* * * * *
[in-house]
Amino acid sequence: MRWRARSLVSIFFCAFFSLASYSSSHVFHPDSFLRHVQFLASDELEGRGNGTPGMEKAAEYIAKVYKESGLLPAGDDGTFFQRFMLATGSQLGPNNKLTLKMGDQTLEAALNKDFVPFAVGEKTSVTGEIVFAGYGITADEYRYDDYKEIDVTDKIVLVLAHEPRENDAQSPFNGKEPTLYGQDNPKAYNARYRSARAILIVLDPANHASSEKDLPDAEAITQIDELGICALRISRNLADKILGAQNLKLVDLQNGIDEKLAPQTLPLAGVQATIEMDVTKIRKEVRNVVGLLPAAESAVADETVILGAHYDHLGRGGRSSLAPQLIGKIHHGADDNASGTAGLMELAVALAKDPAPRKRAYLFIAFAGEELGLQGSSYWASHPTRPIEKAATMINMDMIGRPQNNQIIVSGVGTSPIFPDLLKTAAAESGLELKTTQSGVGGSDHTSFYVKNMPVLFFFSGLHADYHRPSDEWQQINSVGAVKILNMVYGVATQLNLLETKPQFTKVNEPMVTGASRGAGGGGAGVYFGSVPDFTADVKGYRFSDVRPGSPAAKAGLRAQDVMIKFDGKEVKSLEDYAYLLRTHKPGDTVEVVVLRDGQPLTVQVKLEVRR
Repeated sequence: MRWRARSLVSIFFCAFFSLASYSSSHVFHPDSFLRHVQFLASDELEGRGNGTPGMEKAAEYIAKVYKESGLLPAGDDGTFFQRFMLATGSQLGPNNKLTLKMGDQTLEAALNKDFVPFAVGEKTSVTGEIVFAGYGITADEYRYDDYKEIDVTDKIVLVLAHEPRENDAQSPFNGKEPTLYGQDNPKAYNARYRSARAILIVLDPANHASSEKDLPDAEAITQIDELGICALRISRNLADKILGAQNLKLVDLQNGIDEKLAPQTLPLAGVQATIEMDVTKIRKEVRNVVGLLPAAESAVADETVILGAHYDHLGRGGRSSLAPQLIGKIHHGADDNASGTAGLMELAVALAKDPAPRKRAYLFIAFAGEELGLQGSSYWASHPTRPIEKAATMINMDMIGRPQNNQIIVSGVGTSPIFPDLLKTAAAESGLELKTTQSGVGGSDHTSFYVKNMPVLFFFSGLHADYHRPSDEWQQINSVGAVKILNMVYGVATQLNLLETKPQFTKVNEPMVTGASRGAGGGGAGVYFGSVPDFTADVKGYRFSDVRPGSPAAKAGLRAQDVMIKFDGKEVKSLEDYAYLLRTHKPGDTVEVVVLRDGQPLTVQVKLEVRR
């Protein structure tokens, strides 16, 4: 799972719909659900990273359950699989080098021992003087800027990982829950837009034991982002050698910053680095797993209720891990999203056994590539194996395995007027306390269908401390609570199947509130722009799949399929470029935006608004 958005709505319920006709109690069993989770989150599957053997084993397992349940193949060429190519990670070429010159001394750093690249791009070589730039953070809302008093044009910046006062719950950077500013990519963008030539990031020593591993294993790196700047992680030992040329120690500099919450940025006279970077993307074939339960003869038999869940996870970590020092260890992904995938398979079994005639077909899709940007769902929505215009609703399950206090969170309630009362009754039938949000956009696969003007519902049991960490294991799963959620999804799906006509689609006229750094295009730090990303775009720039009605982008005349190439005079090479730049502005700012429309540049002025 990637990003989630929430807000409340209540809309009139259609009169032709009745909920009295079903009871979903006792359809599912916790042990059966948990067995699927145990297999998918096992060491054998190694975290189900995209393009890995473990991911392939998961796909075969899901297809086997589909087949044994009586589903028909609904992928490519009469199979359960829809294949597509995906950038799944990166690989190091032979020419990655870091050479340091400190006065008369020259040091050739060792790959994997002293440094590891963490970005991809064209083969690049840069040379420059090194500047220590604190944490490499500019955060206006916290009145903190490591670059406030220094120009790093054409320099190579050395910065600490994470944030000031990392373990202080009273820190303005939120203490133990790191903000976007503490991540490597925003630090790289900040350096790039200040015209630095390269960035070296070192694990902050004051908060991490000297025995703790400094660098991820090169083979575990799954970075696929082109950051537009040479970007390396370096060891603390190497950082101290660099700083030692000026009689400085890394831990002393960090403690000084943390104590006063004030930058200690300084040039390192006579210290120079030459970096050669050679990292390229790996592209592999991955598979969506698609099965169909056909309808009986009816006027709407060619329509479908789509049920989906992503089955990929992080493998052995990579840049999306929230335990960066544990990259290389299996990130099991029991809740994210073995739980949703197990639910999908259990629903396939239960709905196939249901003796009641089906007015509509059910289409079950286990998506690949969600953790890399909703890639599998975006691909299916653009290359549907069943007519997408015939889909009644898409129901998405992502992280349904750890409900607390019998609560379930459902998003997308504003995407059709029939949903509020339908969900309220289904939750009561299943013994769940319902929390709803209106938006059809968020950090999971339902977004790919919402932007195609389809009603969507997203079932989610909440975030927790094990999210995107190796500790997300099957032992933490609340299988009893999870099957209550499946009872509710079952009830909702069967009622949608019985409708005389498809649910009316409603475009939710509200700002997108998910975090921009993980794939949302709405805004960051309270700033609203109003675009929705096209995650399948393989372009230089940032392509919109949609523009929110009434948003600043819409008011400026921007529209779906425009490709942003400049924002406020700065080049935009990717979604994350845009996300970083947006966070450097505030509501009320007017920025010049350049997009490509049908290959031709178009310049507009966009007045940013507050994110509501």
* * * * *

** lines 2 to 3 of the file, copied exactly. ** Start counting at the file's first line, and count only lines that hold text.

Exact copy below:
Amino acid sequence: MRWRARSLVSIFFCAFFSLASYSSSHVFHPDSFLRHVQFLASDELEGRGNGTPGMEKAAEYIAKVYKESGLLPAGDDGTFFQRFMLATGSQLGPNNKLTLKMGDQTLEAALNKDFVPFAVGEKTSVTGEIVFAGYGITADEYRYDDYKEIDVTDKIVLVLAHEPRENDAQSPFNGKEPTLYGQDNPKAYNARYRSARAILIVLDPANHASSEKDLPDAEAITQIDELGICALRISRNLADKILGAQNLKLVDLQNGIDEKLAPQTLPLAGVQATIEMDVTKIRKEVRNVVGLLPAAESAVADETVILGAHYDHLGRGGRSSLAPQLIGKIHHGADDNASGTAGLMELAVALAKDPAPRKRAYLFIAFAGEELGLQGSSYWASHPTRPIEKAATMINMDMIGRPQNNQIIVSGVGTSPIFPDLLKTAAAESGLELKTTQSGVGGSDHTSFYVKNMPVLFFFSGLHADYHRPSDEWQQINSVGAVKILNMVYGVATQLNLLETKPQFTKVNEPMVTGASRGAGGGGAGVYFGSVPDFTADVKGYRFSDVRPGSPAAKAGLRAQDVMIKFDGKEVKSLEDYAYLLRTHKPGDTVEVVVLRDGQPLTVQVKLEVRR
Repeated sequence: MRWRARSLVSIFFCAFFSLASYSSSHVFHPDSFLRHVQFLASDELEGRGNGTPGMEKAAEYIAKVYKESGLLPAGDDGTFFQRFMLATGSQLGPNNKLTLKMGDQTLEAALNKDFVPFAVGEKTSVTGEIVFAGYGITADEYRYDDYKEIDVTDKIVLVLAHEPRENDAQSPFNGKEPTLYGQDNPKAYNARYRSARAILIVLDPANHASSEKDLPDAEAITQIDELGICALRISRNLADKILGAQNLKLVDLQNGIDEKLAPQTLPLAGVQATIEMDVTKIRKEVRNVVGLLPAAESAVADETVILGAHYDHLGRGGRSSLAPQLIGKIHHGADDNASGTAGLMELAVALAKDPAPRKRAYLFIAFAGEELGLQGSSYWASHPTRPIEKAATMINMDMIGRPQNNQIIVSGVGTSPIFPDLLKTAAAESGLELKTTQSGVGGSDHTSFYVKNMPVLFFFSGLHADYHRPSDEWQQINSVGAVKILNMVYGVATQLNLLETKPQFTKVNEPMVTGASRGAGGGGAGVYFGSVPDFTADVKGYRFSDVRPGSPAAKAGLRAQDVMIKFDGKEVKSLEDYAYLLRTHKPGDTVEVVVLRDGQPLTVQVKLEVRR